There are techniques that will send thousands of unique visitors to your website. Others will just send a hand full of them. Both types should be considered though, since when it comes to website traffic generation, every small bit helps.
Email is just pervasive these days. Whether you are a banker, an attorney, a web designer or a logistics manager, I am sure that at least 10% of your day is spent sending and replying to emails.
If that is the case, why not take advantage of this pattern and promote your website along the way? By adding a small link pointing to your website on your email signature you will be able to generate some very targeted clicks. Not a bunch of them every day, but over the time they will add up.
Does it work?: Yes, although as we stated before, do not expect to crash your servers with the traffic that will come from the email signature links.
The overall amount of clicks that you will get will also depend on the number of email messages that you exchange daily and on the relevancy of your website to the people that is exchanging emails with you.
Apart from the clicks, though, adding a link to your website might also help you in other ways. Suppose you sell stereo systems, and you are exchanging emails with a client. Should he discover your super cool blog about stereo audio after clicking on your email signature, I am sure he will be more inclided to close the deal with you.
Over the past months I also received several emails from a wide range of people that wanted to congratulate me for the interesting blog that I had, mentioning that they had just subscribed to it also. Most of those discovered the blog via my email signature.
How to get started: The good part about this technique is that it is easy to setup. Most email clients will offer you the possibility to create a custom signature with a couple of clicks. On GMail, you just need to click on “Settings” and the signature box will be right there.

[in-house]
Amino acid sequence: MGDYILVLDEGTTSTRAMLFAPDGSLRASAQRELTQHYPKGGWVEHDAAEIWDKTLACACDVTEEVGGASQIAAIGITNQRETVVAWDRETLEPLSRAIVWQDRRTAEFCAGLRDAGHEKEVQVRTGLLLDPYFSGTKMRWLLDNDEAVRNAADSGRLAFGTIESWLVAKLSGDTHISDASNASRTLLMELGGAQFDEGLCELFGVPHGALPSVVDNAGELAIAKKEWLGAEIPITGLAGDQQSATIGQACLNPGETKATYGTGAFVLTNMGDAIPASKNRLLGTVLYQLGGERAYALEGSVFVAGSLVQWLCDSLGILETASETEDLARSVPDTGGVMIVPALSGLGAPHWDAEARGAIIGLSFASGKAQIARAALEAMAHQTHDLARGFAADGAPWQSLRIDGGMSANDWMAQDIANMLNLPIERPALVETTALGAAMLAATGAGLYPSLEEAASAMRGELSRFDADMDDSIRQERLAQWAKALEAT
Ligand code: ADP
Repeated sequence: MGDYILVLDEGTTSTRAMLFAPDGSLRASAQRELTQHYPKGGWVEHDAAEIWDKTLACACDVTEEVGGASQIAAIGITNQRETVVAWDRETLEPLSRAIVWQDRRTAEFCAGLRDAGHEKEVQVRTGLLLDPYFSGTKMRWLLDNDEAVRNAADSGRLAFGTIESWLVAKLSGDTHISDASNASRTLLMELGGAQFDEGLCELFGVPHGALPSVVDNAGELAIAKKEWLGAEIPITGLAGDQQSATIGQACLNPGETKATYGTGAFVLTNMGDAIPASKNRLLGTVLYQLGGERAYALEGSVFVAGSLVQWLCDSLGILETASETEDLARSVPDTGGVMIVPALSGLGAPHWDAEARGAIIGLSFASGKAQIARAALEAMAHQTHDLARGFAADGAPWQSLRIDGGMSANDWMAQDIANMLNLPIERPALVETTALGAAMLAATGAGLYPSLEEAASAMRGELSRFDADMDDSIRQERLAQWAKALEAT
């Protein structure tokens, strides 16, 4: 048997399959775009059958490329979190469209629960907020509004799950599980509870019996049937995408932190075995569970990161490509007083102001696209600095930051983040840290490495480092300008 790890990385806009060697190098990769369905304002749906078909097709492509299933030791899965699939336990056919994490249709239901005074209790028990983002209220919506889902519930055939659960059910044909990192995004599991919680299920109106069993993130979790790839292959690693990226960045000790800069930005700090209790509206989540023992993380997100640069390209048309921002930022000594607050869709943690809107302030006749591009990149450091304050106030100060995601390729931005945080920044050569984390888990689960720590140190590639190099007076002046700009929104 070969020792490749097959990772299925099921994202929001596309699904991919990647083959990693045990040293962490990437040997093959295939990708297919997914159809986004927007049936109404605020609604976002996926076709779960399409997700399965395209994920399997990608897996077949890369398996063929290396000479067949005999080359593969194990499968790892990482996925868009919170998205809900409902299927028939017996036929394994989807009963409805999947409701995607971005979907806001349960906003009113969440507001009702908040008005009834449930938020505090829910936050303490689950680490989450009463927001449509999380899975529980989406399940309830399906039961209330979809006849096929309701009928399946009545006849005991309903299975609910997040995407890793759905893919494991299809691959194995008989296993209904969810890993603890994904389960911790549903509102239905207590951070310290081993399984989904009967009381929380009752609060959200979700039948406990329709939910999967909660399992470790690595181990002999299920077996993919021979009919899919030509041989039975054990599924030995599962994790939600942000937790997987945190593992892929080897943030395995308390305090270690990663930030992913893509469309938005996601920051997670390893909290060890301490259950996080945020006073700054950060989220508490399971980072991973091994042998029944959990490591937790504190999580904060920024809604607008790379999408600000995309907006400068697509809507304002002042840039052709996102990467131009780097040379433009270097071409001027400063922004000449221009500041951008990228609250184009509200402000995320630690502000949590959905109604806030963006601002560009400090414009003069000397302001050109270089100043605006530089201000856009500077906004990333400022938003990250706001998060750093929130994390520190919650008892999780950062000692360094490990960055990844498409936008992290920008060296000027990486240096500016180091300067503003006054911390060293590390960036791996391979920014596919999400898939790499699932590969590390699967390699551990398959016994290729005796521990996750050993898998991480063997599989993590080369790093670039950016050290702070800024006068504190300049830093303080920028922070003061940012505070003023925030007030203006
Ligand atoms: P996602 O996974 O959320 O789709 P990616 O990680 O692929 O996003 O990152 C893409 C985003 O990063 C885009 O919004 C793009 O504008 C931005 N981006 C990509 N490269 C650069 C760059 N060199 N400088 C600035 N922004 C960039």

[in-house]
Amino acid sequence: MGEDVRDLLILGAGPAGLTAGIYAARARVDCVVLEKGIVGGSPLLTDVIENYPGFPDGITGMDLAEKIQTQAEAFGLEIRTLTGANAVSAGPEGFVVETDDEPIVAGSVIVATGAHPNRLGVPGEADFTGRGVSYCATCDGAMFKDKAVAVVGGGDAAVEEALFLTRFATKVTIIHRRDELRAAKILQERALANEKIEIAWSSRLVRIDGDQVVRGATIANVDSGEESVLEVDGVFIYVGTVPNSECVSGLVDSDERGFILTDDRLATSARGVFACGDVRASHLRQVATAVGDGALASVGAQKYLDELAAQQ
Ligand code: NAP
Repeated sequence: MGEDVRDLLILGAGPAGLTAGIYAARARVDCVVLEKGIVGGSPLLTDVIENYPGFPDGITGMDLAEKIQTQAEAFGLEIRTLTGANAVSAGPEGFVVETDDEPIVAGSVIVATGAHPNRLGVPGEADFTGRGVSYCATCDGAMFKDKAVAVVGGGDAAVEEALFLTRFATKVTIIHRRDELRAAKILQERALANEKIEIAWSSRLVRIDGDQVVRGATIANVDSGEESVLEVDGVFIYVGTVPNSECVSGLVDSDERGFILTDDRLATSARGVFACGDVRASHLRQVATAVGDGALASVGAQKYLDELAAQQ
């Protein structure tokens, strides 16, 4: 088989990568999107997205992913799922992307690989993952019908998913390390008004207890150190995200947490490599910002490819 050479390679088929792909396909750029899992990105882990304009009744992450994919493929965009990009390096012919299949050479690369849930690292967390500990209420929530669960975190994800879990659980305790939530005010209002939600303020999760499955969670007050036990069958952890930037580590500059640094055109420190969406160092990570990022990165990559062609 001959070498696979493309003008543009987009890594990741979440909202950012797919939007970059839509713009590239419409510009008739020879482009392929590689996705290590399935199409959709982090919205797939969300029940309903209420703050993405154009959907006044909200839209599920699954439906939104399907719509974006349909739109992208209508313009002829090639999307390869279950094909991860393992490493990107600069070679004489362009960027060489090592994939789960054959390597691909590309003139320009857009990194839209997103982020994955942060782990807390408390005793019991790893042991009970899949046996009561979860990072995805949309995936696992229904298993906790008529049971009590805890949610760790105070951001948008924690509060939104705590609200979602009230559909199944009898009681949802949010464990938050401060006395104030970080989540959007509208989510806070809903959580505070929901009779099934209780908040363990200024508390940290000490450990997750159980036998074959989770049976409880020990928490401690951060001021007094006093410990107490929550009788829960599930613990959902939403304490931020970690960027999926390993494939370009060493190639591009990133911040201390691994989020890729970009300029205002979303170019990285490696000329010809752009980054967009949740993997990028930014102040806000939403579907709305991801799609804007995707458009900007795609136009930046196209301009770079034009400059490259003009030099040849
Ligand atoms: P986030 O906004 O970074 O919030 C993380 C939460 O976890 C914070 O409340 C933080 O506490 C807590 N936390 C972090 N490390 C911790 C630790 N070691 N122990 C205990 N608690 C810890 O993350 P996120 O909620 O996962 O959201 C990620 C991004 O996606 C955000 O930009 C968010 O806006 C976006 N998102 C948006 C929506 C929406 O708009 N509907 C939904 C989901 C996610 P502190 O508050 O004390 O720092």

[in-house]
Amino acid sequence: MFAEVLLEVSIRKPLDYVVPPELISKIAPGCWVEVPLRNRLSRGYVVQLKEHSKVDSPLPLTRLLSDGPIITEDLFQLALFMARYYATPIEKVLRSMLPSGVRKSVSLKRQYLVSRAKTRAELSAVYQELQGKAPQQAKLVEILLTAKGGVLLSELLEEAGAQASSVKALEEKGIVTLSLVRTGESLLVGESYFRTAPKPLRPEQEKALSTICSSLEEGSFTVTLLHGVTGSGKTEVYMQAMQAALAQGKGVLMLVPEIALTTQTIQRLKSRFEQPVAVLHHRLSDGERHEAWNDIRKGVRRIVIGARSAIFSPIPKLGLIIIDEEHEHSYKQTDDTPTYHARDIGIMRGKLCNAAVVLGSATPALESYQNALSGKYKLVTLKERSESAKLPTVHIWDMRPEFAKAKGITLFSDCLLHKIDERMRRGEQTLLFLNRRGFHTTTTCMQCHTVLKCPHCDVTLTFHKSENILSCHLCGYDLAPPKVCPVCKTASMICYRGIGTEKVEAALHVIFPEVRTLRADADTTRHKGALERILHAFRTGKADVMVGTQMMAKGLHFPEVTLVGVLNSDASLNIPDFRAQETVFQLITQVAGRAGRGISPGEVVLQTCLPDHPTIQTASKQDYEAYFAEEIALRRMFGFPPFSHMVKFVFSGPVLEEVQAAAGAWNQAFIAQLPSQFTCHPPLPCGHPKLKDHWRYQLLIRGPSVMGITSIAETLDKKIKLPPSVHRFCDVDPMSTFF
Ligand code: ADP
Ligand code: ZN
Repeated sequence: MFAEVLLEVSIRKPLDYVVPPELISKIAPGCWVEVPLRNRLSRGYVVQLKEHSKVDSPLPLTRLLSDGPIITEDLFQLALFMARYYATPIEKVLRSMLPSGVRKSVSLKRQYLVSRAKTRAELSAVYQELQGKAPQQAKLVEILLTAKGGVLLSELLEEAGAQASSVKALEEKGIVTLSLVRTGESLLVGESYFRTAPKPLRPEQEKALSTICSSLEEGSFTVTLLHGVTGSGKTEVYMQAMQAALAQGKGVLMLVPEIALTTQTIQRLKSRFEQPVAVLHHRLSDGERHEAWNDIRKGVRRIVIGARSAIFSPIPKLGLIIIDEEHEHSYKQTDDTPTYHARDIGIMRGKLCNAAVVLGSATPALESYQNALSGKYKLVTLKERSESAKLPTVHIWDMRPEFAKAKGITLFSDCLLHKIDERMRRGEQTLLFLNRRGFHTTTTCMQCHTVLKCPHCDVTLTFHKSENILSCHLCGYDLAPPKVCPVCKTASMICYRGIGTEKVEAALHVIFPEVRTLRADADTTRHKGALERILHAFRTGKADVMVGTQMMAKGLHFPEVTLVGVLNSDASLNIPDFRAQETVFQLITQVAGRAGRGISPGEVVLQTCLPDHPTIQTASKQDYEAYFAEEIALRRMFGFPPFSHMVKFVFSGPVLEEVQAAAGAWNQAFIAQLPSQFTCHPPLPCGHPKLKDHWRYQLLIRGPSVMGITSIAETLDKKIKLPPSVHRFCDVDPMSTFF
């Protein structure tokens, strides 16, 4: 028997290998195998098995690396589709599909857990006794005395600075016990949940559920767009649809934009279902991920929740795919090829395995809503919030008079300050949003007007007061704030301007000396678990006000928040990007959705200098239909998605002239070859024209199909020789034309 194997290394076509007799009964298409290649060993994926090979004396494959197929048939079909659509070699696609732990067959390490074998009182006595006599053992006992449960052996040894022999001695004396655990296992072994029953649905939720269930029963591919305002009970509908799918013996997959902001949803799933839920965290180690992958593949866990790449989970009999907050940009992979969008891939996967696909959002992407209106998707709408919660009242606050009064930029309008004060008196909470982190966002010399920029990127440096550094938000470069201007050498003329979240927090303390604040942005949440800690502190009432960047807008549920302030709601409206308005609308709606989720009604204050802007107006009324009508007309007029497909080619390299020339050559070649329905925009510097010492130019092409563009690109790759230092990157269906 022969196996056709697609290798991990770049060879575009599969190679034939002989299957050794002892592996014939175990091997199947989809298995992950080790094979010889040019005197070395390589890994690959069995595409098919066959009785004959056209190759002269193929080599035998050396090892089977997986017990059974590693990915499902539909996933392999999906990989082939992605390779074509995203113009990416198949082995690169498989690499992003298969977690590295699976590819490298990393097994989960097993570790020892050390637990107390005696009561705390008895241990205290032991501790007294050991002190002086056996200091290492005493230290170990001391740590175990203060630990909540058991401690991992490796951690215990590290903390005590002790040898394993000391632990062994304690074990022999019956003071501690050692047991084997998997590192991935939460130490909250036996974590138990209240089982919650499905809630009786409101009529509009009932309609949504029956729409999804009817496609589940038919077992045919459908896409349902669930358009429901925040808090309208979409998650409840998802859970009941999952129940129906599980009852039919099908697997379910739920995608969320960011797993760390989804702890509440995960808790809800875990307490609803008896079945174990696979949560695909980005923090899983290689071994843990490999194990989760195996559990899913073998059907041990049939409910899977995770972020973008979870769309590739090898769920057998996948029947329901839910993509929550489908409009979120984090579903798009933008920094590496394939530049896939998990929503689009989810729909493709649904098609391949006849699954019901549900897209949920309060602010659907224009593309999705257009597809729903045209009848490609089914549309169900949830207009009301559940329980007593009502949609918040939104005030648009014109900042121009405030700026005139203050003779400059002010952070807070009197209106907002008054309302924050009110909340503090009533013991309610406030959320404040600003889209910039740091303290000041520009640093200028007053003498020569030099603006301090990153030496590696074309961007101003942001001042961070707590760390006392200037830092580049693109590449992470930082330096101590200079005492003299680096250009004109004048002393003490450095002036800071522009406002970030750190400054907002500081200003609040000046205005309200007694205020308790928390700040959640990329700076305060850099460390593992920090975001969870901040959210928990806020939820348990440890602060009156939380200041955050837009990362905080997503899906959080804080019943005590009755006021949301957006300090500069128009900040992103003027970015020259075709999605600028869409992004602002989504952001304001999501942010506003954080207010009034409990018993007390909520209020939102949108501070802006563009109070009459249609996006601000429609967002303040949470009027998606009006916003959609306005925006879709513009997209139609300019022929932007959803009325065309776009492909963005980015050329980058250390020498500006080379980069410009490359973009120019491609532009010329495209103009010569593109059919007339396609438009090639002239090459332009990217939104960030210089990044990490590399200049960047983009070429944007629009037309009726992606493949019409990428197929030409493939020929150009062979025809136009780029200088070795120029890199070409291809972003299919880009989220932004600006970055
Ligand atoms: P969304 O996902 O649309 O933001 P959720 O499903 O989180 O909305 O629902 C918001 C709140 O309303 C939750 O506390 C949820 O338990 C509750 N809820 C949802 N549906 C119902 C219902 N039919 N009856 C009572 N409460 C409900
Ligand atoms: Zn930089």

I do not recommend jamming your signature with many links though. Put one link there, perhaps with an enticing message, and the receiver might click on it. Put ten links there and you will just scare the person on the other end.
Over to the readers: Do you have a link to your website on your email signature? How effective do you think this technique is for generating traffic?
Website Traffic Series
- Part 1: Web Design and CSS Galleries
- Part 2: Blog Carnivals
- Part 3: Leave Comments on Other Blogs
- Part 4: Faking A Website Sale
- Part 5: Pulling an April Fools Prank
- Part 6: Using Forum Signatures
- Part 7: Putting A Blog on Your Static Website
- Part 8: Adding a Forum to Your Site or Blog
- Part 9: Buying Targeted Traffic
- Part 10: Email Signatures
- Part 11: Put Your URL On Online Profiles
- Part 12: Email Bloggers to Showcase Your Best Content
- Part 13: Faking a Hacker Attack
- Part 14: Promoting Your Content on Social Bookmarking Sites
- Part 15: Promoting Posts That Link to You on Social Bookmarking Sites
- Part 16: Promoting Your Content on Social Networking Sites
- Part 17: Using Article Directories
- Part 18: Exchanging Links with Partner Sites